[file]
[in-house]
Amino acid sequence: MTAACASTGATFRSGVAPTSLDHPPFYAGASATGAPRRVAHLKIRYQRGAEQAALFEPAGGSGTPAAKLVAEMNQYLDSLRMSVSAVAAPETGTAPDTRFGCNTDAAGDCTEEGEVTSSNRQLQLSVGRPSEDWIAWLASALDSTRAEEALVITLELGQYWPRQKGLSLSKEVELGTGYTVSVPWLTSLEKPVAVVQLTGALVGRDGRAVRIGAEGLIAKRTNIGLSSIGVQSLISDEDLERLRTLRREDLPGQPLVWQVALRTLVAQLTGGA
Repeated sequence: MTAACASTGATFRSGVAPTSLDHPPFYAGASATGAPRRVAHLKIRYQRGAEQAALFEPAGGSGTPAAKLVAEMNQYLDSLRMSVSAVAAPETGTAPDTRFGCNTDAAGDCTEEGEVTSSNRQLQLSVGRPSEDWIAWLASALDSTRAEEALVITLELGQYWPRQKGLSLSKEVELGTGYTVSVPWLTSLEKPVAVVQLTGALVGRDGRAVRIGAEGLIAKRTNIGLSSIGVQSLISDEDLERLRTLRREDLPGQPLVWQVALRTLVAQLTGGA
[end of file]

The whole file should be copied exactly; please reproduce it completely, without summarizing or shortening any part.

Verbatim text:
[in-house]
Amino acid sequence: MTAACASTGATFRSGVAPTSLDHPPFYAGASATGAPRRVAHLKIRYQRGAEQAALFEPAGGSGTPAAKLVAEMNQYLDSLRMSVSAVAAPETGTAPDTRFGCNTDAAGDCTEEGEVTSSNRQLQLSVGRPSEDWIAWLASALDSTRAEEALVITLELGQYWPRQKGLSLSKEVELGTGYTVSVPWLTSLEKPVAVVQLTGALVGRDGRAVRIGAEGLIAKRTNIGLSSIGVQSLISDEDLERLRTLRREDLPGQPLVWQVALRTLVAQLTGGA
Repeated sequence: MTAACASTGATFRSGVAPTSLDHPPFYAGASATGAPRRVAHLKIRYQRGAEQAALFEPAGGSGTPAAKLVAEMNQYLDSLRMSVSAVAAPETGTAPDTRFGCNTDAAGDCTEEGEVTSSNRQLQLSVGRPSEDWIAWLASALDSTRAEEALVITLELGQYWPRQKGLSLSKEVELGTGYTVSVPWLTSLEKPVAVVQLTGALVGRDGRAVRIGAEGLIAKRTNIGLSSIGVQSLISDEDLERLRTLRREDLPGQPLVWQVALRTLVAQLTGGA